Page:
In the United Kingdom, a husband was charged because he invited his wife to join his network in Facebook using an e-mail message. He joined Facebook to look at his friend's wedding pics, was sent to jail after the site automatically sent a "friend request" message to his estranged wife. The magistrates automatically considered this as a violation of their stay-away order from his wife.

Are the spaces we create in the internet necessary extensions of our persons? Is our actual expectations of protection and privacy in real life the same in our internet spaces? Can we demand this in our courts here?


Is there a private social network?

Social networking sites are forums for keeping in contact with old acquaintances and meeting new ones through the service. Users create their own webpages and post details about themselves. The users can form networks with their friends and their friends’ networks. They can also link to others who have the same details like schools, work , hometowns and other shared information. Basically, a user joins in the network to open himself up to others. He posts his personal information in the pages to advertise himself. In reality this should lower his expectations of privacy.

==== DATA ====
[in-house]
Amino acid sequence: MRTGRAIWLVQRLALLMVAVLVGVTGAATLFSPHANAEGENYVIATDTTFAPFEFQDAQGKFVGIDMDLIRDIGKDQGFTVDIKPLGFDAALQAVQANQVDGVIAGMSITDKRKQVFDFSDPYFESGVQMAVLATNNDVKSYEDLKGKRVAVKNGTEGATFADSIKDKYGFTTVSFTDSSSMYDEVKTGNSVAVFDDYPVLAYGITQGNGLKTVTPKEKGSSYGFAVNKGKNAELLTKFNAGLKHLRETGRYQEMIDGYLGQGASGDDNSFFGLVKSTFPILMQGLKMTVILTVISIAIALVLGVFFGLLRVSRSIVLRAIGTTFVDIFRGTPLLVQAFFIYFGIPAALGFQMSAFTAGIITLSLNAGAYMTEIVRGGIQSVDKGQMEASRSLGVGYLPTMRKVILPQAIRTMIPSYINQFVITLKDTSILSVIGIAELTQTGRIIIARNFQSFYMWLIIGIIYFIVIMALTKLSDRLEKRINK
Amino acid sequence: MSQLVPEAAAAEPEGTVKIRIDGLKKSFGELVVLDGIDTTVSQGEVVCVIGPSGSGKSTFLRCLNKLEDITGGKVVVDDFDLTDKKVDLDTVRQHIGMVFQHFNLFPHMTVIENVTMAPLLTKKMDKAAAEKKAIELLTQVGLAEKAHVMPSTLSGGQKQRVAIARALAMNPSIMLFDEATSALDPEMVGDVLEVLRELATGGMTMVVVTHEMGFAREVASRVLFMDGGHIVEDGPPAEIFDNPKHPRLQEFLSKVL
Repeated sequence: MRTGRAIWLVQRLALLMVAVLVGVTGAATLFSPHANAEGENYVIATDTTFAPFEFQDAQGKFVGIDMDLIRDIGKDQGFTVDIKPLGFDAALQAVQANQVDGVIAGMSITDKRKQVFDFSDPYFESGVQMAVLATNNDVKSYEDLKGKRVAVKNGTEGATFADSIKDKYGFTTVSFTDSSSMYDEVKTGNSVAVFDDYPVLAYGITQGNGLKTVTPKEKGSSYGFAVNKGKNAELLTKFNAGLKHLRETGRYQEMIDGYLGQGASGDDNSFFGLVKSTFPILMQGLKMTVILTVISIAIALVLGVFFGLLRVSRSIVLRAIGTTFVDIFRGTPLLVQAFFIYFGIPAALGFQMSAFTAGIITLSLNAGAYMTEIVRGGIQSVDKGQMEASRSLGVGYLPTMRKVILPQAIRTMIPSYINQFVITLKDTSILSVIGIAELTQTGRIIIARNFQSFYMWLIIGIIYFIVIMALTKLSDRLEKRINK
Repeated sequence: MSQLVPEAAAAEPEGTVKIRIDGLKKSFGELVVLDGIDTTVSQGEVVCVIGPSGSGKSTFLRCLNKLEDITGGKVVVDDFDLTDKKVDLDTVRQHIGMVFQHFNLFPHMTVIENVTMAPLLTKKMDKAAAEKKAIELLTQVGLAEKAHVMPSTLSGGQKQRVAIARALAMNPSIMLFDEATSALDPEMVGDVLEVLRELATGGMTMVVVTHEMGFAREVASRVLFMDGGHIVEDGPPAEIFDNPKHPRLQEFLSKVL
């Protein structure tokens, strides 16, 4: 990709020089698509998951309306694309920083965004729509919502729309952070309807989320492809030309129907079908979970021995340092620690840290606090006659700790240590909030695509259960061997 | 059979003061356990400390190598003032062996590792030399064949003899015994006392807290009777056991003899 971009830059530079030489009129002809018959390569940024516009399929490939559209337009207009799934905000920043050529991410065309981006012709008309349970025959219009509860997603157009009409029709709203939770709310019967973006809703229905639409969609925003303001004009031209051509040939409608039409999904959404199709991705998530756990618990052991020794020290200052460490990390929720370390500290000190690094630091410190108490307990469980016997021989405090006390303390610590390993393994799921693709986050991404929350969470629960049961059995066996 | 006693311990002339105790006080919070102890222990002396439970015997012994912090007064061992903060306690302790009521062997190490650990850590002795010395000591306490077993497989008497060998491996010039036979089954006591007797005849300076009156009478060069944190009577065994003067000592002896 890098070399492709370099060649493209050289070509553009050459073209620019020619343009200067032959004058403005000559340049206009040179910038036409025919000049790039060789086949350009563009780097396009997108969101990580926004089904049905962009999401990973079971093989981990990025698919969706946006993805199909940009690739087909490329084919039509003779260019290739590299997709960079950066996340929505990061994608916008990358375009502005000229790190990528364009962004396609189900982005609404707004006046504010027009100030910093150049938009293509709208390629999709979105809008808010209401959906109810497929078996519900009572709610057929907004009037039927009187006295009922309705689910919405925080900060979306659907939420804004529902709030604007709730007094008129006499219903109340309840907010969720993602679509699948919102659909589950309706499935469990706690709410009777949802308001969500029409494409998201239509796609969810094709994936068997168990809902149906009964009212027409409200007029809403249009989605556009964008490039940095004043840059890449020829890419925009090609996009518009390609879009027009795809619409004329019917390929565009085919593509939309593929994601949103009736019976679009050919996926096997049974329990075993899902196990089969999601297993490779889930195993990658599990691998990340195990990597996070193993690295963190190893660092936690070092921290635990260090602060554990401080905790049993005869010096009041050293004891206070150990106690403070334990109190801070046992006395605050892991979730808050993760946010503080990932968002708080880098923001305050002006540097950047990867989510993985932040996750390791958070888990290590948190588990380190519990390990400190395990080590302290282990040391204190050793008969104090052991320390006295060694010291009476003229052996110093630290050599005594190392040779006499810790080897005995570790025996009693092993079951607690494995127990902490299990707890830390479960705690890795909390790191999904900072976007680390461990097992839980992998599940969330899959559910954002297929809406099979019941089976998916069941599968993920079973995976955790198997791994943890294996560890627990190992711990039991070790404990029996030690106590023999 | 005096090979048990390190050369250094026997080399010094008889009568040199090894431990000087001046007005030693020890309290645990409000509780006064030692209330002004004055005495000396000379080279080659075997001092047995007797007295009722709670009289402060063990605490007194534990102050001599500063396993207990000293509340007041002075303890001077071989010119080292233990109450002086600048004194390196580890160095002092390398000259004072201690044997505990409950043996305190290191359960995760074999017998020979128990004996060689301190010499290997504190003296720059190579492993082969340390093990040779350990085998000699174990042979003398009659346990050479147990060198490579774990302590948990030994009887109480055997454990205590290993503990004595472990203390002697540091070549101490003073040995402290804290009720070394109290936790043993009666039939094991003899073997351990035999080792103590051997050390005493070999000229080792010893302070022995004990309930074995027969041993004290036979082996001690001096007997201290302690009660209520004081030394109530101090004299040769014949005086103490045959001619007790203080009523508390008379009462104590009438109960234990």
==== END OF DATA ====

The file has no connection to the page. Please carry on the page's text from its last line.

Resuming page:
The issue of privacy arises because of the access granted to everyone. And not only can marketers scout for information but the sites themselves provide collated information for these marketers. The users now believe that the access should be limited. Rather than lose their users some of these sites have created privacy settings to try and fulfil the demands of the users. These users want the same level of privacy that one is entitled to in real life to be the same as in the virtual world.

The nature of publishing your information in online social networking sites is really to let others have free access to you. Does one expect to publish something and not let it be used for or against you? Remember this is a voluntary disclosure of personal information. Facebook in its terms and conditions of use claim that they own all the contents of their site. Even if we contend that one can still control the use of their dislosed information, didn't they agree to give it to Facebook? But, I guess their opt-in option was a recognition that the users still owned their information.

E-Lagda Anyone?